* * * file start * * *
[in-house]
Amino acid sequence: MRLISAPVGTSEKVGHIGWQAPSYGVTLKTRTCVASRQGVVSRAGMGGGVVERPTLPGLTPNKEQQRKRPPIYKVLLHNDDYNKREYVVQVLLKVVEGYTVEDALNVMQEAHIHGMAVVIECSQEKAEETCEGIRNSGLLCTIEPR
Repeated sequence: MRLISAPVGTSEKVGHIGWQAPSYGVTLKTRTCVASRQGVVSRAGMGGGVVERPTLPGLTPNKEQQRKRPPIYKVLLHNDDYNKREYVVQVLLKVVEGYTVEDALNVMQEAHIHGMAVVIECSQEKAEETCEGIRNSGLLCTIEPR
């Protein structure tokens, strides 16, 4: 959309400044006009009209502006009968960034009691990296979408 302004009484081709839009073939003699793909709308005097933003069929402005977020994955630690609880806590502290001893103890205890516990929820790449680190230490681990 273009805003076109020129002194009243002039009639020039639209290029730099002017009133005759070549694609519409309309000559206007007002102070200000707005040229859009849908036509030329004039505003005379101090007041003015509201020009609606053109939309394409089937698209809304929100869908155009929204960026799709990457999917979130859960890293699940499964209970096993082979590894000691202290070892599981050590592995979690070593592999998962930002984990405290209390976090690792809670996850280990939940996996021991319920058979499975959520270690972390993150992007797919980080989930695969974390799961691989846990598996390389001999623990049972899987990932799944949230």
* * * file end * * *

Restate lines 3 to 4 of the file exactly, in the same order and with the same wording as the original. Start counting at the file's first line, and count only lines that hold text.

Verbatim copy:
Repeated sequence: MRLISAPVGTSEKVGHIGWQAPSYGVTLKTRTCVASRQGVVSRAGMGGGVVERPTLPGLTPNKEQQRKRPPIYKVLLHNDDYNKREYVVQVLLKVVEGYTVEDALNVMQEAHIHGMAVVIECSQEKAEETCEGIRNSGLLCTIEPR
């Protein structure tokens, strides 16, 4: 959309400044006009009209502006009968960034009691990296979408 302004009484081709839009073939003699793909709308005097933003069929402005977020994955630690609880806590502290001893103890205890516990929820790449680190230490681990 273009805003076109020129002194009243002039009639020039639209290029730099002017009133005759070549694609519409309309000559206007007002102070200000707005040229859009849908036509030329004039505003005379101090007041003015509201020009609606053109939309394409089937698209809304929100869908155009929204960026799709990457999917979130859960890293699940499964209970096993082979590894000691202290070892599981050590592995979690070593592999998962930002984990405290209390976090690792809670996850280990939940996996021991319920058979499975959520270690972390993150992007797919980080989930695969974390799961691989846990598996390389001999623990049972899987990932799944949230």